How to Persuade a Trump Supporter to Reject and Resist Trumpism

A DIY Guide (v1.5) to Changing Minds Instead of Sending Your Sad Soliloquy or Smug Shouting Right into the Void

Feb 22, 2017 · 26 min read

By an old-school rhetorician who thinks liberals, conservatives, radicals, and pretty much everyone desperately needs to improve their arts of persuasion and dialogue, who here posits that the loss of rhetorical skill and virtue contributed to the political hellscape that now engulfs us. But take courage. We shall learn. λόγος δυνάστης μέγας ἐστίν. Annihilate the echo chamber!

For use by pretty much anyone from across the left to principled conservatives, libertarians, former Trump supporters, and even current Trump supporters (there’s no secret sauce). Thoughtful feedback is welcome if you actually read the whole guide before jumping in, and I apologize for its (growing) length.

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The god Kairos here represents the opportune moment for persuasion. When he approaches you, it’s easy to seize the lock of hair on his forehead, but when it’s too late and he passes you by, you’re left grasping at the back of his bald scalp. Opportunities for fruitful dialogue will always present themselves but we must be vigilant and welcoming.

Never claim be to infallible. Surely you regret some of your past beliefs and political positions. By affirming that you’ve been wrong in the past, you model good behavior for people on the cusp of changing their minds. Depending on the religious orientations involved, you can potentially nourish a strong faith-based fellowship and dialogue (the theological arguments are some of the strongest). In any case, be humble; arrogance is nasty to virtually every interpersonal audience, and without an audience it’s still toxic. Make strategic concessions to some of their best points, building goodwill and proving that you’re engaged in civil dialogue rather than hostile debate. And of course, warmly affirm the true things they say; truths will emerge to which you must be open. Though you may despise some of their opinions, you need to demonstrate that you’re an attentive listener so that they will in turn listen to you (this is not rhetorical rocket science, just Relationships 101).

Even ignoring the content of the conversation, you can achieve minor miracles of persuasion with an apt style in an effective medium. Ideally I’d rewrite versions of this guide for specific media and contexts (your old friend on Facebook; your uncle at family gatherings). For a while, try ignoring the content of your political discourse and instead focus on its medium, for this “content” is sometimes a diversion, a “juicy piece of meat carried by the burglar to distract the watchdog of the mind”. Then, retool the message with insights from its medium. Dialogues that get shut down in a weak medium find new life in a stronger one. Switch if need be!

The more of this identification occurs, the more the audience will tolerate the uncomfortable truths you’ll later broach. Identification (as defined by rhetorician Kenneth Burke) was of the greatest discoveries of modern rhetorical theory. It is no exaggeration to say that your ability to identify with the audience will make or break your pitch. In the rhetoric of the campaign against Trump, the kneejerk rejection of identification with (current or future) Trump voters proved disastrous. I am not asking you to sympathize with bigots; I am telling you that you must identify with parts of the Trump supporter’s being, whether it’s their working class identify or some of their more nobler beliefs. Without producing some kind of alignment between the speaker and audience there will be no changing minds, perhaps the most difficult and uncomfortable truth that readers should heed. Without identification, the only sort of utterances that produce change involve coercion, which is outside the purview of rhetorical theory. Do not threaten, insult, or harass. Identify with the audience and change minds.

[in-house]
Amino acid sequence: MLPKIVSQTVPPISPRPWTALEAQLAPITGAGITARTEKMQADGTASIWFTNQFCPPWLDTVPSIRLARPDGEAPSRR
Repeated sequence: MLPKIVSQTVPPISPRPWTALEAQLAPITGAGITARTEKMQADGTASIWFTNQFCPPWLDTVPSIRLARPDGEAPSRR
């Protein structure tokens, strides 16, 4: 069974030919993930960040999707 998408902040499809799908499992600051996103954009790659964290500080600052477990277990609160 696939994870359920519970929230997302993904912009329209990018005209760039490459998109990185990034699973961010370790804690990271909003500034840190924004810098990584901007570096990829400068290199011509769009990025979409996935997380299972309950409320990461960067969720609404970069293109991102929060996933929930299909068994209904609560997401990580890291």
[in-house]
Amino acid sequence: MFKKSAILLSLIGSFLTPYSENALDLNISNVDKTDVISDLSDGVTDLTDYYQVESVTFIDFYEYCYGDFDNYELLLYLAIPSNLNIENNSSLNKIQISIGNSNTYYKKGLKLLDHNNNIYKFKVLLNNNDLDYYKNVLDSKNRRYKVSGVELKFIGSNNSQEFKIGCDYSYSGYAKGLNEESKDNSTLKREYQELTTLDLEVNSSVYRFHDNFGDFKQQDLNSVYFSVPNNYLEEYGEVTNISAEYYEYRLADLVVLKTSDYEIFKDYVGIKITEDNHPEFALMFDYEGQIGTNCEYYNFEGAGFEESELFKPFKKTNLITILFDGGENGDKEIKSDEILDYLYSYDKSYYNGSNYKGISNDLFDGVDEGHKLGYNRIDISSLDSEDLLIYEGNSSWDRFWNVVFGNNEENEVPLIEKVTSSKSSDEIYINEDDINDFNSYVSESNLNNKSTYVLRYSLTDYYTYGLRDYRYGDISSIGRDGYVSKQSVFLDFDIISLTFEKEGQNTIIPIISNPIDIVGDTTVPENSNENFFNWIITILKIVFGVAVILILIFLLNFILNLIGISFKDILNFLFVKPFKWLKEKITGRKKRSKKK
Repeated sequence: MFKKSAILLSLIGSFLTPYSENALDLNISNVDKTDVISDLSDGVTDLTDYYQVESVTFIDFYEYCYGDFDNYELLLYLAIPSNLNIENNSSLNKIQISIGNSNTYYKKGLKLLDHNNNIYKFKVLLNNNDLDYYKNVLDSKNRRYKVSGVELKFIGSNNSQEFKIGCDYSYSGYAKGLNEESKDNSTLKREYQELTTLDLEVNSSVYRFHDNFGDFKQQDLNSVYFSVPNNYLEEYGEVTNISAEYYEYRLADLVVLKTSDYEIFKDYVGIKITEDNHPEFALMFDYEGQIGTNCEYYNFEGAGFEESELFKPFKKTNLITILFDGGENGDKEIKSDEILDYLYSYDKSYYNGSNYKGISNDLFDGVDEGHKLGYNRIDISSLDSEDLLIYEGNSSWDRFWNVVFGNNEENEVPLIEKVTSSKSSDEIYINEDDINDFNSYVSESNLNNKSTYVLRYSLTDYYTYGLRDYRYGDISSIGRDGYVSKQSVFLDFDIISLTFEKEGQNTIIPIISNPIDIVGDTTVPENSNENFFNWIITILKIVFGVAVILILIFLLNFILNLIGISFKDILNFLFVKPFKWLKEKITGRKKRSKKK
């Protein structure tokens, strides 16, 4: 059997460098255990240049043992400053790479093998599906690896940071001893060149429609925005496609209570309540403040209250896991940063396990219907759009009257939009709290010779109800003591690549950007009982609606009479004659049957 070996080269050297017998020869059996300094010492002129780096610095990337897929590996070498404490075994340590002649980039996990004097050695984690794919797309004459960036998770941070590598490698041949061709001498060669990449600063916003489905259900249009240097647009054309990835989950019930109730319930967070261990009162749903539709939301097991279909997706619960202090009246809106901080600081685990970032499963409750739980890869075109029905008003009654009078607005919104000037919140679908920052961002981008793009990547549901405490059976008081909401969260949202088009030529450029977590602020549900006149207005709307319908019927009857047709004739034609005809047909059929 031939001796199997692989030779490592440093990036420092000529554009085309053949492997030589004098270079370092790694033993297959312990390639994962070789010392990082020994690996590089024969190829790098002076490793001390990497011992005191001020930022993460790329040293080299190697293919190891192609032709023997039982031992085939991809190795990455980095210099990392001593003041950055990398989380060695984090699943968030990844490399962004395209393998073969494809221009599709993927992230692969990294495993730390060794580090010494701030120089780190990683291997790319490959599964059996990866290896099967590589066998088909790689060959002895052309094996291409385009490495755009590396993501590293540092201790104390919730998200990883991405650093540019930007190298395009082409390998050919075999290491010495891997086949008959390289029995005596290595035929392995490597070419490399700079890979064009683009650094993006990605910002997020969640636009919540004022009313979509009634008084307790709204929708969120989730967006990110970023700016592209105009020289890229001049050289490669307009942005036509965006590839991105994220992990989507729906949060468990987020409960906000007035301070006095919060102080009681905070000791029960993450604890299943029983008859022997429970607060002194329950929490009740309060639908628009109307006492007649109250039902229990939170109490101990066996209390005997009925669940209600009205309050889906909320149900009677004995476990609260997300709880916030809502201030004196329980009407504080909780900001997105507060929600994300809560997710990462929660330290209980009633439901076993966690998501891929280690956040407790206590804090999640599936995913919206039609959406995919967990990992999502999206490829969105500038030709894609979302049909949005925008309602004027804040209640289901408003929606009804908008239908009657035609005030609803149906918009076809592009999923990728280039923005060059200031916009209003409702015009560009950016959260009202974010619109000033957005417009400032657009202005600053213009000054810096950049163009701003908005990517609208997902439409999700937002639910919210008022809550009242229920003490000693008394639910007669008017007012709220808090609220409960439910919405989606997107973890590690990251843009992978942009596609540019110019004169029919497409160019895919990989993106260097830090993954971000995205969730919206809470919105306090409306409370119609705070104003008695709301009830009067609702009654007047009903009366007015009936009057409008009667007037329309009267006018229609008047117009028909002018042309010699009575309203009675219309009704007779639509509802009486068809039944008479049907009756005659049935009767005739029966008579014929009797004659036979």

Someone on the left or right claiming they have exclusive access to “facts” and “reason” is a huge political problem. So, in short, you need to use facts and reason in your arguments,but disparaging people as “irrational” doesn’t get you anywhere rhetorically. Sadly, given the percentages of anti-vaxxers, young earth creationists, climate deniers, etc. (note correlations with Trump support), using “strictly scientific” reasoning, under the purview of logos, may prove extremely tricky. Confirmation bias is off the charts these days; even people with excellent reasoning skills are inclined to “shoot the messenger”. Thus pathos stands out over ethos and logos in this situation. The approach is thus to grasp the emotional essence of their beliefs and values, and show how Trumpism violates in whole or part something they stand for.

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Lady Rhetorica, with an eloquent speech in her right hand, is ready to smack fools with that Caduceus in her left. To the nerdy chagrin of rhetoricians and classicists everywhere, this symbol of Hermes (and hence of eloquence) has been confused by the medical profession with the (single snake) Rod of Asclepius and its healing significance. Lady Rhetorica is on your side; she is queen of the trivium.

Now that Trump won, his defenders burden themselves with a vastly more challenging task, being stripped of all their anti-Hilary arguments and the specious equations between “just as bad” options. Stay future oriented: anti-Hilary arguments rationalize past Trump support, but they are irrelevant to the concrete actions his administration has already taken. You could ask your audience to respond to current and specific Trump tweets, harangues, and orders; these appear especially unflattering and unprofessional in isolation from the election history. We’ve all suffered from the sunk cost fallacy or commitment bias before, and this is clearly prevalent among Trump supporters. We’ve all dumped an excessive and irrational amount of money into, say, a crappy car, or excessive energy and commitment into a crappy idea or person, only to realize months or years later that we should have cut our losses a long time ago. Such biases are not rational, but they are, according to behavioral economics, deep in our nature. Thus you should help Trump supporters split off their past support (which may have been primarily anti-Hilary anyway) from the current reality of his administration and the GOP. Give them the chance to avoid doubling down on a bad bet.